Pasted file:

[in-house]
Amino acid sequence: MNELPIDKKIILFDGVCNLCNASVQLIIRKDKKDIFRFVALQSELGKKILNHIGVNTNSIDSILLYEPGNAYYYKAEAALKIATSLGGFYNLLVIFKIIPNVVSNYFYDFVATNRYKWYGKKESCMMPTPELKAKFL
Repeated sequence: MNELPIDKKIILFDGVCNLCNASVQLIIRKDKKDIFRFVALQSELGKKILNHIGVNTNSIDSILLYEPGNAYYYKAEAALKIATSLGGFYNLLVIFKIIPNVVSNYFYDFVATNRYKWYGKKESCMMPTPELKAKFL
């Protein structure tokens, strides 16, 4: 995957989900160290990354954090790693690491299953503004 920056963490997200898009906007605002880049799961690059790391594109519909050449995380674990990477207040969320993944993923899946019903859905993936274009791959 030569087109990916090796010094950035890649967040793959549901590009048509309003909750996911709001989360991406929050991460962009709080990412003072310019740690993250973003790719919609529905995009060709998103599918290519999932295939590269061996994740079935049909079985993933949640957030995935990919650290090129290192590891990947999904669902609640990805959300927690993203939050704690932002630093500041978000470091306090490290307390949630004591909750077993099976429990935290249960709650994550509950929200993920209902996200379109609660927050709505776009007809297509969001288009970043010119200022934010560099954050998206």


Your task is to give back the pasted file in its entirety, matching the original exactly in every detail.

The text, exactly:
[in-house]
Amino acid sequence: MNELPIDKKIILFDGVCNLCNASVQLIIRKDKKDIFRFVALQSELGKKILNHIGVNTNSIDSILLYEPGNAYYYKAEAALKIATSLGGFYNLLVIFKIIPNVVSNYFYDFVATNRYKWYGKKESCMMPTPELKAKFL
Repeated sequence: MNELPIDKKIILFDGVCNLCNASVQLIIRKDKKDIFRFVALQSELGKKILNHIGVNTNSIDSILLYEPGNAYYYKAEAALKIATSLGGFYNLLVIFKIIPNVVSNYFYDFVATNRYKWYGKKESCMMPTPELKAKFL
């Protein structure tokens, strides 16, 4: 995957989900160290990354954090790693690491299953503004 920056963490997200898009906007605002880049799961690059790391594109519909050449995380674990990477207040969320993944993923899946019903859905993936274009791959 030569087109990916090796010094950035890649967040793959549901590009048509309003909750996911709001989360991406929050991460962009709080990412003072310019740690993250973003790719919609529905995009060709998103599918290519999932295939590269061996994740079935049909079985993933949640957030995935990919650290090129290192590891990947999904669902609640990805959300927690993203939050704690932002630093500041978000470091306090490290307390949630004591909750077993099976429990935290249960709650994550509950929200993920209902996200379109609660927050709505776009007809297509969001288009970043010119200022934010560099954050998206």